Merton for Dummies: A Flexible Way of Modelling Default Risk
One of the most popular approaches to default probability estimation using market information is the Merton  approach. By explicitly modelling a firm's market value, market value volatility and liability structure over time using contingent claims analysis the Merton model defines a firm as defaulted when the firm's value falls below its debt. In this paper we show how a simplified "spread sheet" version of the Merton model produces distance to default measures similar to the original Merton model. Moreover, when applied to a sample of US firms, the simplified model gives a relative ranking of firms that is essentially unchanged compared to the Merton model. Our paper has three main implications. First, the simplicity of our model makes it suitable as a framework for a more elaborate dynamic modelling of volatility and leverage ratios with the aim of capturing the dynamic nature of default risk suggested by empirical evidence. At the same time, in the model's most simple version, distance to default can be calculated very quickly and intuitively (on the back of an envelope). Second, the default probability's insensitivity to the leverage ration at high levels of debt makes it possible to apply the model to banks and other highly leveraged firms without exact knowledge of their leverage ratios. Third, the model can be applied to any firm regardless of its level of riskiness without estimation problems.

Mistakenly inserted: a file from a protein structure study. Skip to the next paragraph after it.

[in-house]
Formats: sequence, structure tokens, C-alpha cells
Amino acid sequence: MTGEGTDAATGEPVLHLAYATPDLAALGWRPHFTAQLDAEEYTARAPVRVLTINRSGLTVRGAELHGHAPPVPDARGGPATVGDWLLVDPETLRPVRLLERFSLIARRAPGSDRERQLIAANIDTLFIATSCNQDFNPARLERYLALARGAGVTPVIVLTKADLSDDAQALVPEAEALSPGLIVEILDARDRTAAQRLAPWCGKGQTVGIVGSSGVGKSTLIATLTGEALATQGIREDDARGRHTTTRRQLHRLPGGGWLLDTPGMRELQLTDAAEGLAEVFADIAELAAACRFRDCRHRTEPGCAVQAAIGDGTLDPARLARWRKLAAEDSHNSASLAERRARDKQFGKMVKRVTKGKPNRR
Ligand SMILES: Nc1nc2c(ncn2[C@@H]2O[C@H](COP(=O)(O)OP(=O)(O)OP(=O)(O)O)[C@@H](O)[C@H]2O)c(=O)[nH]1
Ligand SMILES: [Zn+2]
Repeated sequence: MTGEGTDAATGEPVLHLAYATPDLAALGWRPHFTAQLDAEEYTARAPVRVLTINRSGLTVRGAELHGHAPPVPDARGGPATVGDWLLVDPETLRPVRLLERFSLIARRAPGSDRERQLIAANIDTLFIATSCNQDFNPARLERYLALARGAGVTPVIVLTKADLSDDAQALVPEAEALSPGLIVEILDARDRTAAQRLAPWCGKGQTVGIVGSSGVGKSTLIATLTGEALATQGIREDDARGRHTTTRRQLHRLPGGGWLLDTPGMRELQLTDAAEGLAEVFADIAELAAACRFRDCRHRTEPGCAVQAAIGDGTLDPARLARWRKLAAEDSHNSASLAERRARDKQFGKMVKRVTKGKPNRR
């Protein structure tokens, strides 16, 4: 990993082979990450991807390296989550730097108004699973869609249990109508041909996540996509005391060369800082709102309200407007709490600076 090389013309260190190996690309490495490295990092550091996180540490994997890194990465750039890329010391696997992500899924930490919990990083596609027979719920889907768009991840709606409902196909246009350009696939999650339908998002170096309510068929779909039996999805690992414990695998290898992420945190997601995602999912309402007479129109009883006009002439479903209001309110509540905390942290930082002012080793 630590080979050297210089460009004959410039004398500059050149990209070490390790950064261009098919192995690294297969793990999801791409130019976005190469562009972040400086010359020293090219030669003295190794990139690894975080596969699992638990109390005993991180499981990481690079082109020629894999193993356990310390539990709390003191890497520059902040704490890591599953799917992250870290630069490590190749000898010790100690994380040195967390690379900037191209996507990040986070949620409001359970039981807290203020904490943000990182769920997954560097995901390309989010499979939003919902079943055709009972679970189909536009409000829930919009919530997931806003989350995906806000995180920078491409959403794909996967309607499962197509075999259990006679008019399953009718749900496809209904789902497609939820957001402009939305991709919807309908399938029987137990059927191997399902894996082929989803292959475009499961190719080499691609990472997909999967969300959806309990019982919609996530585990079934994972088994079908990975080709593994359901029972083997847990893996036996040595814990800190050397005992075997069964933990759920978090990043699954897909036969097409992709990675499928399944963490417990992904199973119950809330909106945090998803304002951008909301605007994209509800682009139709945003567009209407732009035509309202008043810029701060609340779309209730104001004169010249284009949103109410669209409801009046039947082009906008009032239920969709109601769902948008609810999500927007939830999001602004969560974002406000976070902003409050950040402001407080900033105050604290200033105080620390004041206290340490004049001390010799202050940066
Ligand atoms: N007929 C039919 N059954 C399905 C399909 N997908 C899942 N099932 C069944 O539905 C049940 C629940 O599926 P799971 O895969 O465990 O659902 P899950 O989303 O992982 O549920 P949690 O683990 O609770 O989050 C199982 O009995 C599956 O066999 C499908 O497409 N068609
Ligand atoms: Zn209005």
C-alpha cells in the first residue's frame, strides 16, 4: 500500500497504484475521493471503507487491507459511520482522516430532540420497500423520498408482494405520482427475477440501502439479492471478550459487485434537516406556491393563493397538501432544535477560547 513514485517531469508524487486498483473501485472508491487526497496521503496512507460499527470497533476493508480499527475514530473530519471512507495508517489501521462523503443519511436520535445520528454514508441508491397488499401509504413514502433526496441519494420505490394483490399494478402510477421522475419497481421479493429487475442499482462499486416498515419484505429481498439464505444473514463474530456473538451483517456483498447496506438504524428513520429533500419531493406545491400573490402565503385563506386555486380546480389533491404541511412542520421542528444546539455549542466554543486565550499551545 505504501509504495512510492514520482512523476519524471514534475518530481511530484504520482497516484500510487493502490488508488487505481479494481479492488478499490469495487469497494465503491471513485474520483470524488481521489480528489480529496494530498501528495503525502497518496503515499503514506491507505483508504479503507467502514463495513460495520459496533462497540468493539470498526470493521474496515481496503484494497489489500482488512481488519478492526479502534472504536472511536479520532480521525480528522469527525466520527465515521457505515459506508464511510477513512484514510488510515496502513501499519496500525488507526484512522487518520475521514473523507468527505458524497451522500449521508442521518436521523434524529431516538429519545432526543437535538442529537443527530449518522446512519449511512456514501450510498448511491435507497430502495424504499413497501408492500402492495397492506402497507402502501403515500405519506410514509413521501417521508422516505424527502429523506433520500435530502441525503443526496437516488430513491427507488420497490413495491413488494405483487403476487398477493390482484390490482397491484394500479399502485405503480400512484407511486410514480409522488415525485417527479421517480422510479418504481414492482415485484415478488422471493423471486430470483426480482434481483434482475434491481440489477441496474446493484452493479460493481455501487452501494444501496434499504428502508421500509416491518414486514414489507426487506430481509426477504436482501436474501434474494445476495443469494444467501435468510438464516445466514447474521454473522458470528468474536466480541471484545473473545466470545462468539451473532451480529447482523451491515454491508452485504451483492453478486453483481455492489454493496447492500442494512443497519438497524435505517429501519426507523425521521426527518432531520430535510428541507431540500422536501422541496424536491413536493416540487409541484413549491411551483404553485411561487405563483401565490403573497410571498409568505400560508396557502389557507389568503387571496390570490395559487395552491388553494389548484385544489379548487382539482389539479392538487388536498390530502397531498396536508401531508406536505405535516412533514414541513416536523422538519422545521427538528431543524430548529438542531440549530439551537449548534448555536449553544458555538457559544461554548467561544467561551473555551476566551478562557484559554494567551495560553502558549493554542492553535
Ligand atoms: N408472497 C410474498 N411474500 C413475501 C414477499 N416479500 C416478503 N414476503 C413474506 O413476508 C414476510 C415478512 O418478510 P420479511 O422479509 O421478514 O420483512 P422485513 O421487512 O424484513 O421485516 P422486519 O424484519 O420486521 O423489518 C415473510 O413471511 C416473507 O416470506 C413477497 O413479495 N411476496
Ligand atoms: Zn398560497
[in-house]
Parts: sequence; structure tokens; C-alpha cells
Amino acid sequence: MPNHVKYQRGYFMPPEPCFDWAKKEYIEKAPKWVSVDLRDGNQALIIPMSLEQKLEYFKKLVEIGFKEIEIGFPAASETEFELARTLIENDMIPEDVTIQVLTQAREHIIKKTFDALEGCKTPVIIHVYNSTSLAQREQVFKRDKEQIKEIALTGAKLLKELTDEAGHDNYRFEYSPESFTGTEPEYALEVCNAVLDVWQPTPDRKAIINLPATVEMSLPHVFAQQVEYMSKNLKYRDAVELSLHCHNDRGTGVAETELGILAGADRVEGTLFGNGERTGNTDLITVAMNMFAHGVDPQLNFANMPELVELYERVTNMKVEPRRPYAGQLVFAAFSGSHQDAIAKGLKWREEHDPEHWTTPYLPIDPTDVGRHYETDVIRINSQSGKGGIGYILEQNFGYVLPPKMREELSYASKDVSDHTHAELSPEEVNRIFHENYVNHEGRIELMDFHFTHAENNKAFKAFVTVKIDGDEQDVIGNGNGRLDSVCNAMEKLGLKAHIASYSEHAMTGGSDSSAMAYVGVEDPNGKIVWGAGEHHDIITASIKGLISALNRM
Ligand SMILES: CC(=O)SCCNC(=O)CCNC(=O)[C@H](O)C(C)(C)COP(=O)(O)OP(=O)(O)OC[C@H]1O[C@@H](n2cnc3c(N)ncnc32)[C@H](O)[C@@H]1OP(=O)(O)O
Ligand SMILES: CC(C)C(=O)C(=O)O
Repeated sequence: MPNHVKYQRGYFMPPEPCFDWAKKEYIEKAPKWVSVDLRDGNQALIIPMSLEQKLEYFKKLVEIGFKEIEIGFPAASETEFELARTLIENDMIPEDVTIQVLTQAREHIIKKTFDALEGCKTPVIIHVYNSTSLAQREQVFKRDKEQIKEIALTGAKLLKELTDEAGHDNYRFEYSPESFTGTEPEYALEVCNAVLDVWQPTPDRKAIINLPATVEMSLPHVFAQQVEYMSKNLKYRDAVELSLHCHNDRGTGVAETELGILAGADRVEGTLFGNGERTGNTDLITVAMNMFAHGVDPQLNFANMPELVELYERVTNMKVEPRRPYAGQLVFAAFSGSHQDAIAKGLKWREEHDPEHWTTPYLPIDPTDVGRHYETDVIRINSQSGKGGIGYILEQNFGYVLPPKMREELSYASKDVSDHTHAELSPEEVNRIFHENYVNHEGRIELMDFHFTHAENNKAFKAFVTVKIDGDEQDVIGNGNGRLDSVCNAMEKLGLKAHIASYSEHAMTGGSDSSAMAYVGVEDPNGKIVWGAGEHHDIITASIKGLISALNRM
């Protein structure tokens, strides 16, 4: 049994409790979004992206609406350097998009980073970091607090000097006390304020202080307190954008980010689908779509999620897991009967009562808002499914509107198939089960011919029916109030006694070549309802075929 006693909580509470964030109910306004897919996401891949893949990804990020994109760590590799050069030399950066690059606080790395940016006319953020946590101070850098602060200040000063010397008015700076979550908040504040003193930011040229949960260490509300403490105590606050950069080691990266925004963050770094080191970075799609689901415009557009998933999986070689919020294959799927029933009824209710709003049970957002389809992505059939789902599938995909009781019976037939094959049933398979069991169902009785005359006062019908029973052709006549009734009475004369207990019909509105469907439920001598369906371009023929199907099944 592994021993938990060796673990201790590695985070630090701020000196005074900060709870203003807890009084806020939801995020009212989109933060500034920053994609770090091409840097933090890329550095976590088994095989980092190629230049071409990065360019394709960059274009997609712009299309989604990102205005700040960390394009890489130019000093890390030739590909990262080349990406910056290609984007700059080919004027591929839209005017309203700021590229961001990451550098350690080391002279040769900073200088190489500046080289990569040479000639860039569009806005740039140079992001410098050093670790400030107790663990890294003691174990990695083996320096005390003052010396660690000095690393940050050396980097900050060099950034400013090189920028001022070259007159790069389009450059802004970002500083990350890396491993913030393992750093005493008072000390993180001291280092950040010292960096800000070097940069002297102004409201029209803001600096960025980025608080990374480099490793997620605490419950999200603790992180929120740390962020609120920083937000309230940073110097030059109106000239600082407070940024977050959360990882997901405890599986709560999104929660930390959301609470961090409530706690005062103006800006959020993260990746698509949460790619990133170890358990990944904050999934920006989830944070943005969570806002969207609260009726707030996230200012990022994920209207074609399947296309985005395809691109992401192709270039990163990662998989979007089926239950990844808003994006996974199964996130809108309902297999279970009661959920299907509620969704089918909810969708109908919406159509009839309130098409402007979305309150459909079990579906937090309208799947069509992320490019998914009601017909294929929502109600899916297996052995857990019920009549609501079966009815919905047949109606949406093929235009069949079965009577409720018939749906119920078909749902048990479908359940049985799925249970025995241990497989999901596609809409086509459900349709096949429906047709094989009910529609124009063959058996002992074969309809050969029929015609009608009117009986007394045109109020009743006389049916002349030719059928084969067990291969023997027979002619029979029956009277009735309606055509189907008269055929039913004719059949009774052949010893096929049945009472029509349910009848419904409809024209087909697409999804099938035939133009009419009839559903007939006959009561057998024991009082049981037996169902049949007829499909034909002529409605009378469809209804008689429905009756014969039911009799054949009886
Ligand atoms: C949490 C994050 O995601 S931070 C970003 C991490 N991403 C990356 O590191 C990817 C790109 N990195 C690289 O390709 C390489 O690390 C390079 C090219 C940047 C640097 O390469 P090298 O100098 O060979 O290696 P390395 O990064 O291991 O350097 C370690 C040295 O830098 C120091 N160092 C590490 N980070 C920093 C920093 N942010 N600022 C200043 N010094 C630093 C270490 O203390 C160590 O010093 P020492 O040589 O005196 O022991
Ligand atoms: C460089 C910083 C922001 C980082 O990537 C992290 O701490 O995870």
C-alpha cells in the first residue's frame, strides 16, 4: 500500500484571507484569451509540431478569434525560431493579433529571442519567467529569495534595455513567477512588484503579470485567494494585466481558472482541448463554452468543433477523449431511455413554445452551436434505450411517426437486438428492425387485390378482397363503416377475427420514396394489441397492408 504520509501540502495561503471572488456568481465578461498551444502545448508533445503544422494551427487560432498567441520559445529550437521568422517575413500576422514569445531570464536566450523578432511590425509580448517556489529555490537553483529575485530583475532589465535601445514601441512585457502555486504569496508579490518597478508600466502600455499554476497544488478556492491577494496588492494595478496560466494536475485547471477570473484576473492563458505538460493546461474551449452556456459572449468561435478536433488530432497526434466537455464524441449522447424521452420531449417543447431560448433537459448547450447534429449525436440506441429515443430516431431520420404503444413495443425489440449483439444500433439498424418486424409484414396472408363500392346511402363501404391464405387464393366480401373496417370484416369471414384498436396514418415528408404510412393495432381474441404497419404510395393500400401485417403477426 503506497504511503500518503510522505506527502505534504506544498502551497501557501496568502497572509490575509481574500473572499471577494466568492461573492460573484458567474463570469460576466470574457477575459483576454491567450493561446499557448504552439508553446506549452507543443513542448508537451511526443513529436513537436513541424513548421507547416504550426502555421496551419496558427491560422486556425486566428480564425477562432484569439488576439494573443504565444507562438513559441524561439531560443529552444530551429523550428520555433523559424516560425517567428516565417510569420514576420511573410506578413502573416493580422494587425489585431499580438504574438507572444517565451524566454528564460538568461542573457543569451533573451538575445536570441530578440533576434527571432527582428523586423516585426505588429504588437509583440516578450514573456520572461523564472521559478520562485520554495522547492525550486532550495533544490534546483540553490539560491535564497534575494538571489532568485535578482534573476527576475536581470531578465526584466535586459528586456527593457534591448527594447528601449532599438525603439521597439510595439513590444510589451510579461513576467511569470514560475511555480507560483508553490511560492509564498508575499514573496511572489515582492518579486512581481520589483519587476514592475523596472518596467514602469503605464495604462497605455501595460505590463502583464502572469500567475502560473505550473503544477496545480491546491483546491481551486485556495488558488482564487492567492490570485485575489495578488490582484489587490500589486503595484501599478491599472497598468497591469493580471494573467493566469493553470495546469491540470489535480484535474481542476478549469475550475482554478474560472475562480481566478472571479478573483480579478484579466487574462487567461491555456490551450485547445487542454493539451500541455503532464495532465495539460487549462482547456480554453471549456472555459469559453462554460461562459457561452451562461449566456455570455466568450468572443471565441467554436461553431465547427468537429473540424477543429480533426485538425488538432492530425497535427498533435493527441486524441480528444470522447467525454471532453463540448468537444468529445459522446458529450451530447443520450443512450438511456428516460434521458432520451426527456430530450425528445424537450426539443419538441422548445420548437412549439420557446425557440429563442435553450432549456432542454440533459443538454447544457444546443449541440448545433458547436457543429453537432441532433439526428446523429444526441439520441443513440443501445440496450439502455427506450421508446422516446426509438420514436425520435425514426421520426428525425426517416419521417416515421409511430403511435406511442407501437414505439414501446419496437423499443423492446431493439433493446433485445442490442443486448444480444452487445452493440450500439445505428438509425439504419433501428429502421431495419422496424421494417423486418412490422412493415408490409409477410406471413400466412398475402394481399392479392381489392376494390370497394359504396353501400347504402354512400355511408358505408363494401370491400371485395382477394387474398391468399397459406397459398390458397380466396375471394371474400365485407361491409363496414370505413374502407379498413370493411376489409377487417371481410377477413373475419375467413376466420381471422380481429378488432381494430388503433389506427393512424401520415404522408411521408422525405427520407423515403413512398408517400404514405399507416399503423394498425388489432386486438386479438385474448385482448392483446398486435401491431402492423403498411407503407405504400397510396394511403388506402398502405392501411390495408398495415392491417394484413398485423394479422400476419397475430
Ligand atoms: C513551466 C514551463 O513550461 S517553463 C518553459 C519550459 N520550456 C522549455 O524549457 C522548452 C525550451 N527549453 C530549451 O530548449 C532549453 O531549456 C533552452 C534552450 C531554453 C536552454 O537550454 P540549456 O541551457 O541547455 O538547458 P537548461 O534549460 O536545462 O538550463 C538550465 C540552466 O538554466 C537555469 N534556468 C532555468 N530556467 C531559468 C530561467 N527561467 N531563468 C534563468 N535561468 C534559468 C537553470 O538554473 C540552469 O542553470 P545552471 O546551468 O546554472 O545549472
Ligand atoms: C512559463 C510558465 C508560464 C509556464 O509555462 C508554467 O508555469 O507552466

|Date of creation:||01 Nov 2003|
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